Wisconsin Farm That Supplies Dairy to DiGiorno Pizza Caught on Camera Abusing Cows (Video)

| by Dominic Kelly

A new undercover investigation by nonprofit group Mercy for Animals has revealed the harsh and inhumane conditions of the Wiese Brothers Farm in Wisconsin, and they have hidden-camera video to prove it.

The video, which was released by the animal rights group, shows workers at the farm furiously beating, kicking, stabbing, and dragging helpless cows just this past October. Wiese Brothers Farm, which is located not far outside of Green Bay, is used by Nestle to supply dairy products to popular frozen pizza brand DiGiorno, which it manufactures. Now, after the video was released and sent to local authorities by Mercy for Animals, Nestle has announced that it has dropped its dairy supplier for good and that they have told Foremost Farms USA, the company that makes cheese for Nestle, to cut ties with Wiese Brothers as well.

“Nestlé is outraged and deeply saddened by the mistreatment of animals shown in this video,” said Deborah Cross, a spokesperson for Nestle’s pizza division. “We have advised Foremost Farms that we will not accept any cheese made with milk from the Wiese Brothers’ Farm.”

Wiese Brothers Farm said, in a statement, that it is, “shocked and saddened to see a few of our employees not following our farm’s policies for proper animal care. We have zero tolerance for animal abuse. We are committed to providing optimal care and ask all our employees to demonstrate ongoing respect for every animal at all times.”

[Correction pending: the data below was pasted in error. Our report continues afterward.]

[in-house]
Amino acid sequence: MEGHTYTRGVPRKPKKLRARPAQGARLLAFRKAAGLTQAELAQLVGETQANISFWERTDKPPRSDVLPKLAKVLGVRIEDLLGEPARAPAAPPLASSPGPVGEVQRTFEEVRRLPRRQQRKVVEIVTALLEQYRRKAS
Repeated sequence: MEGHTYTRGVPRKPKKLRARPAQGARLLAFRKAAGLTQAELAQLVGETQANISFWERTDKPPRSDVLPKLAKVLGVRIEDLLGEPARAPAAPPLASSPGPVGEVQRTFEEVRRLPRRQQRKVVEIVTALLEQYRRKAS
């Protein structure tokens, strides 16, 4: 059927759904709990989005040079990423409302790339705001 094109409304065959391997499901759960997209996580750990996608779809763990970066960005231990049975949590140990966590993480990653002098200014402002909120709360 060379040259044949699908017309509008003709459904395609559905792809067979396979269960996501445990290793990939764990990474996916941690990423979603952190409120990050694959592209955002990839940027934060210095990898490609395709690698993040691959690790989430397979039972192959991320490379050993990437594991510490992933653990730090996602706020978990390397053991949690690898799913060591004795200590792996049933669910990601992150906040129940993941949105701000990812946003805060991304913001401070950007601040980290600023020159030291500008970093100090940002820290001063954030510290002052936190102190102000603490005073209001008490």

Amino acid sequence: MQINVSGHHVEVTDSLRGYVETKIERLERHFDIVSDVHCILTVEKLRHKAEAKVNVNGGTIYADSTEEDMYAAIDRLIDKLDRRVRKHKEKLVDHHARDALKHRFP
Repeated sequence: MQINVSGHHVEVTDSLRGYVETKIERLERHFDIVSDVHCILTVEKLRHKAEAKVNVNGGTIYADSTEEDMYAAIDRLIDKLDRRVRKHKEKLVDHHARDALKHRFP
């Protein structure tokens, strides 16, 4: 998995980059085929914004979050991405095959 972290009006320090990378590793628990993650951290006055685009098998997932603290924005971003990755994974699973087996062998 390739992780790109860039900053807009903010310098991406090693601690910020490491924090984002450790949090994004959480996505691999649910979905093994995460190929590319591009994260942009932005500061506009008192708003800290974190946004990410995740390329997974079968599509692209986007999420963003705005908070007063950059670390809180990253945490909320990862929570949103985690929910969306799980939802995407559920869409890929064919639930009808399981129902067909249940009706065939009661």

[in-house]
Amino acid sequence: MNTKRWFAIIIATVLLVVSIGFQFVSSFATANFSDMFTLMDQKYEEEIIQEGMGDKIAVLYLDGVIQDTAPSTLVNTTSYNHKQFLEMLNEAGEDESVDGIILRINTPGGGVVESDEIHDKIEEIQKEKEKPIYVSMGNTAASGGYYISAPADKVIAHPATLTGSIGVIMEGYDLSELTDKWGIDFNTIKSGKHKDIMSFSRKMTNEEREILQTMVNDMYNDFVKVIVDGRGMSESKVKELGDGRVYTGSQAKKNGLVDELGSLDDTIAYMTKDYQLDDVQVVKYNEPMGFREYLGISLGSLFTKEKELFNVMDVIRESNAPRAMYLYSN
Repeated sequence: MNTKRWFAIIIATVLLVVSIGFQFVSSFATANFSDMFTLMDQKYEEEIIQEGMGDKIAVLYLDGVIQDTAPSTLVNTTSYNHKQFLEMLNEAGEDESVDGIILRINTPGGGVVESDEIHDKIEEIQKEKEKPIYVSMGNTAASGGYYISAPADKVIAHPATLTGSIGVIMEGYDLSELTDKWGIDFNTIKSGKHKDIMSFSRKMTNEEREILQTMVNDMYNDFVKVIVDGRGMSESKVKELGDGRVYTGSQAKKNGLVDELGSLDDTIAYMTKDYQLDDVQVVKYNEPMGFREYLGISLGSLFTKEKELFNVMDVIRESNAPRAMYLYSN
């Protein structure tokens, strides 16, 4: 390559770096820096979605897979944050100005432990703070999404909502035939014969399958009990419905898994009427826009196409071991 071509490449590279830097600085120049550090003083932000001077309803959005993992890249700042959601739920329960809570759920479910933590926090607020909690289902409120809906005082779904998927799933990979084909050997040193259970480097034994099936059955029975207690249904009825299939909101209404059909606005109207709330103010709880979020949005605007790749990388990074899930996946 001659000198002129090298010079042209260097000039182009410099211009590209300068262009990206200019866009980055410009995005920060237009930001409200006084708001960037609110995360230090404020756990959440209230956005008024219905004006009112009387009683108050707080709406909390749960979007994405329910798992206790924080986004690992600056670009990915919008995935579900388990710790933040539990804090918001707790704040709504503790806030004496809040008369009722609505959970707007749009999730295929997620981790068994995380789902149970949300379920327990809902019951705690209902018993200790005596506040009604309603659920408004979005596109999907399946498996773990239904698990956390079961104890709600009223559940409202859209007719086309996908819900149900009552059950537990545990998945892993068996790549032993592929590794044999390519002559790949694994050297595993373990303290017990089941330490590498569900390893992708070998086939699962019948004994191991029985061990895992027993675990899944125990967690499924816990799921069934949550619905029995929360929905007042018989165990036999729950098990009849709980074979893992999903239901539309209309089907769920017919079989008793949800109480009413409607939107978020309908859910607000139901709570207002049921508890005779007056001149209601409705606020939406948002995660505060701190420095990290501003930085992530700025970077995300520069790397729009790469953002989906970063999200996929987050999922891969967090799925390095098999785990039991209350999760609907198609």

The farm has apparently fired two employees following fallout from the video’s release, and another employee will allegedly not be allowed to work with animals anymore. Still, it looks like Wiese Brothers Farm will suffer a great deal from the amount of attention this video has brought them.

"There's a culture of cruelty that was allowed to fester at this factory farm facility," said Mercy for Animal’s Matt Rice to ABC News. "No socially responsible corporation should support dairy operations that beat, kick, mutilate and drag animals."

Wiese Brothers Farm was apparently chosen at random to be investigated by the nonprofit group. The group has been conducting similar investigations for years. Now that police are actively involved, the group hopes to put an end to this behavior going forward.